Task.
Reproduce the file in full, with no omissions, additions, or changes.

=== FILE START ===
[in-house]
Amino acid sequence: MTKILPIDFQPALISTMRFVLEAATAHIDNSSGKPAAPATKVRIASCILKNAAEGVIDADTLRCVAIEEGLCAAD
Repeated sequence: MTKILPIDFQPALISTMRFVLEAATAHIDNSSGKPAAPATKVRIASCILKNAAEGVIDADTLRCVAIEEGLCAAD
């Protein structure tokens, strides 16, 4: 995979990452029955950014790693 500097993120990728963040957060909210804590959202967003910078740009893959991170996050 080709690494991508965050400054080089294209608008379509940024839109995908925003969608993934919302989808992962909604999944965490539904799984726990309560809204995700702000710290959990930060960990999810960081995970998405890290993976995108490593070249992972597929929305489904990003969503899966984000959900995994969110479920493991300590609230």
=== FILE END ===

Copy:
[in-house]
Amino acid sequence: MTKILPIDFQPALISTMRFVLEAATAHIDNSSGKPAAPATKVRIASCILKNAAEGVIDADTLRCVAIEEGLCAAD
Repeated sequence: MTKILPIDFQPALISTMRFVLEAATAHIDNSSGKPAAPATKVRIASCILKNAAEGVIDADTLRCVAIEEGLCAAD
């Protein structure tokens, strides 16, 4: 995979990452029955950014790693 500097993120990728963040957060909210804590959202967003910078740009893959991170996050 080709690494991508965050400054080089294209608008379509940024839109995908925003969608993934919302989808992962909604999944965490539904799984726990309560809204995700702000710290959990930060960990999810960081995970998405890290993976995108490593070249992972597929929305489904990003969503899966984000959900995994969110479920493991300590609230």